Advantages: More durable than gold / acrylic and minor chips and breakages easy to repair in the mouth. Very good tooth aesthetics can be achieved. Less costly than full arch ceramometal bridgework but more costly than gold acrylic as very time-consuming and requires great skill to build individual teeth in composite resin layers. Shock absorbing function when biting especially when both arches are implant supported and there is no “give” as exists with natural teeth. Screw retention makes removal straightforward for cleaning and servicing but can also be cemented to eliminate screw holes as the material used can be repaired in the mouth unlike acrylic.

Disadvantages: Long-term staining and chipping still possible though less than acrylic. Composite resin gum work can appear more opaque and artificial compared to acrylic but still very natural.

Removable teeth on implants

I would normally prefer to provide a patient with fixed teeth when providing them with dental implants. However occasionally, it is necessary to have a removable denture that is supported by or retained by dental implants.

Implant-retained dentures may be recommended when :

  • Insufficient bone is available to place multiple implants and the scope of bone augmentation required is beyond what a patient is comfortable with, perhaps due to advanced age or complicated medical history.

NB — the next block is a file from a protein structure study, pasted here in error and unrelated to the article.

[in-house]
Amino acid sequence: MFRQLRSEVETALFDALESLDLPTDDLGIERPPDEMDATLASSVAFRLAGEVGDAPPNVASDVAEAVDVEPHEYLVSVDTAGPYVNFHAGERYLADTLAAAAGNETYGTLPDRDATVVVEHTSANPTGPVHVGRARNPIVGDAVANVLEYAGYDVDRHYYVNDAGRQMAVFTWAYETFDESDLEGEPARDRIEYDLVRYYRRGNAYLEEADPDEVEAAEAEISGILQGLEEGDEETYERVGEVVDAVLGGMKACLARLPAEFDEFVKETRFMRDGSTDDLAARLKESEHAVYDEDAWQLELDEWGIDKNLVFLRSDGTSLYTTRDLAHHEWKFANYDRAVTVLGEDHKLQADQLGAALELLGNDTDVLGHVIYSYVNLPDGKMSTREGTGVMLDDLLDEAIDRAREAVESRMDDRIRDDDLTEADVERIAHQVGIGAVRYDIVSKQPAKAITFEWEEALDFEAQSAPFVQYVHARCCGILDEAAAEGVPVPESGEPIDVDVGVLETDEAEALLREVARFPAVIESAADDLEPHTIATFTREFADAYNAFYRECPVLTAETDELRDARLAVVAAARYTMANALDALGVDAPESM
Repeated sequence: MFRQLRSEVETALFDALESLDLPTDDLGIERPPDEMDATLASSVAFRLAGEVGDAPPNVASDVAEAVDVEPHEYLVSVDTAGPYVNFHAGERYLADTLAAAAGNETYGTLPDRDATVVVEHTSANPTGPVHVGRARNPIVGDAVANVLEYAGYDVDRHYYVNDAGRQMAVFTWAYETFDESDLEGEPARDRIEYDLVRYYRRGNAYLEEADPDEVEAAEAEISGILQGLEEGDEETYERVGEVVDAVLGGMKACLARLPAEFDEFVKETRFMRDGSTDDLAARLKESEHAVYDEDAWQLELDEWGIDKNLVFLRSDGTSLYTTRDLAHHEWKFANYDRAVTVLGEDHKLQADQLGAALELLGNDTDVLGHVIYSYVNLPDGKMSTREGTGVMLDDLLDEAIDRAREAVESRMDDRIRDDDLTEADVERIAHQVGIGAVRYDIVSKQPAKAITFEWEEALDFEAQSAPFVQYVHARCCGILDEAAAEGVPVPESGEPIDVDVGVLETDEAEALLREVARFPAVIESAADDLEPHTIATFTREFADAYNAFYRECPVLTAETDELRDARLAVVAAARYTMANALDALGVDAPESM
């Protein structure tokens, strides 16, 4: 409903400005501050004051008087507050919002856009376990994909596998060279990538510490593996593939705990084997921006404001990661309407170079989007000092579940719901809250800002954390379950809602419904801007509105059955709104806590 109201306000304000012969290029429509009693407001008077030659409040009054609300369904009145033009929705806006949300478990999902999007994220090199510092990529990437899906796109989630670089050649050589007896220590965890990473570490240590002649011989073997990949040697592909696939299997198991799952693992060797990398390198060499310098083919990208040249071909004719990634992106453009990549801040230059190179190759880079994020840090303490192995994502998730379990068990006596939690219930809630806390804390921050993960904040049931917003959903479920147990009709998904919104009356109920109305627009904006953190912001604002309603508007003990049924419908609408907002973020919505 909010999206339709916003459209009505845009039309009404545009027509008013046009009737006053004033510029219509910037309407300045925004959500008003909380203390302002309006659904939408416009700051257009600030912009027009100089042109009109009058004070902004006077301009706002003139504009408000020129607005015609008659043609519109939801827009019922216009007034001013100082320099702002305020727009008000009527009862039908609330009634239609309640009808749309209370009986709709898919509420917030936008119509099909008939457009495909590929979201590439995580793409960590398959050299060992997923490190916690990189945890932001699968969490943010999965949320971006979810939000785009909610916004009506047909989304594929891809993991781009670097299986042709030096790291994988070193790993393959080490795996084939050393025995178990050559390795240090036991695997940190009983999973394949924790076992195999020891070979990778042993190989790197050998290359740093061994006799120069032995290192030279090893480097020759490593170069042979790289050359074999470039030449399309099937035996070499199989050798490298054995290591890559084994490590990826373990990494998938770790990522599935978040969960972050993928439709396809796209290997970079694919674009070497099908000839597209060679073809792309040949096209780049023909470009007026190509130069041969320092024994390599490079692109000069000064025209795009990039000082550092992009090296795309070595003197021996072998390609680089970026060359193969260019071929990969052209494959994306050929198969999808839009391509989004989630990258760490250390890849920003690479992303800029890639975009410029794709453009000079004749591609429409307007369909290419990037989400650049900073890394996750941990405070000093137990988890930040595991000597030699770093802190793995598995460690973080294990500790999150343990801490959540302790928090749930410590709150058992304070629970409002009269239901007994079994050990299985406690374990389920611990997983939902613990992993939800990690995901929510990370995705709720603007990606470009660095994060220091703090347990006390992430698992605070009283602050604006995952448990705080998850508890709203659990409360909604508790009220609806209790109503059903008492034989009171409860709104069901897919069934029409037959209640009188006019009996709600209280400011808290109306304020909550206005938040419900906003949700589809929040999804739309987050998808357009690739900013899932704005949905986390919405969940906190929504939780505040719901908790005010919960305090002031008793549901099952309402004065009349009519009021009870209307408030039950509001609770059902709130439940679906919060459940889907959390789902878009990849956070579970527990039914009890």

• A large amount of jawbone structure bone has been lost so that the denture is required to fill out the soft tissues of the face. This cannot easily be achieved with fixed bridgework.
  • When a patient has a clenching or grinding habit and a history of breaking fixed teeth. A  denture designed to unclip when extreme force is applied can be used to dissipate destructive forces. It is also cheaper to replace in the event of breakage or wear.
  • A spare can be easily provided for reasonable cost.
  • The patient is used to having dentures or prefers removable teeth as they may not have the manual dexterity to cope with cleaning around fixed bridgework
Various modern CAD CAM or low profile attachment mechanisms are available to give excellent retention to dentures, immobilising them during eating but allowing removal for cleaning: